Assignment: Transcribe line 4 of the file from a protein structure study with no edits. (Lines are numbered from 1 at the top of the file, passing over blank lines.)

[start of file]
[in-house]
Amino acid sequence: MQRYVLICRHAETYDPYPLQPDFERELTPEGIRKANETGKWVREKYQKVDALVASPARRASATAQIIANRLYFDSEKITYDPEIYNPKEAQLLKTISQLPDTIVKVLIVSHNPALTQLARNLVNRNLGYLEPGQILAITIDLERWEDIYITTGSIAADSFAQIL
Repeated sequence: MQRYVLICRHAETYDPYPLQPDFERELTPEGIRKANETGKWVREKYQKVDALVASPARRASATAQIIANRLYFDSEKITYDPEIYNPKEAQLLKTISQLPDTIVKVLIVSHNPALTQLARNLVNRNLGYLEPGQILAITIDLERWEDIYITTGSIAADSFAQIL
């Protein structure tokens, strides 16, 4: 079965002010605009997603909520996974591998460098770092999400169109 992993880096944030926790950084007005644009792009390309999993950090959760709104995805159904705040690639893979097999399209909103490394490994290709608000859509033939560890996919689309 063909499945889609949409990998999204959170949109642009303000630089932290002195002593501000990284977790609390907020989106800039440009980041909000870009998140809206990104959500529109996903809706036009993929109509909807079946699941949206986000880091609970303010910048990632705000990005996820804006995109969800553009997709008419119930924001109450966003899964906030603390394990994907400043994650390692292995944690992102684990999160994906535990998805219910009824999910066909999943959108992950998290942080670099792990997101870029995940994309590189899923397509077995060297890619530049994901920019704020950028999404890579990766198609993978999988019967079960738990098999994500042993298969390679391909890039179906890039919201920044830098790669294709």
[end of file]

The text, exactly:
């Protein structure tokens, strides 16, 4: 079965002010605009997603909520996974591998460098770092999400169109 992993880096944030926790950084007005644009792009390309999993950090959760709104995805159904705040690639893979097999399209909103490394490994290709608000859509033939560890996919689309 063909499945889609949409990998999204959170949109642009303000630089932290002195002593501000990284977790609390907020989106800039440009980041909000870009998140809206990104959500529109996903809706036009993929109509909807079946699941949206986000880091609970303010910048990632705000990005996820804006995109969800553009997709008419119930924001109450966003899964906030603390394990994907400043994650390692292995944690992102684990999160994906535990998805219910009824999910066909999943959108992950998290942080670099792990997101870029995940994309590189899923397509077995060297890619530049994901920019704020950028999404890579990766198609993978999988019967079960738990098999994500042993298969390679391909890039179906890039919201920044830098790669294709």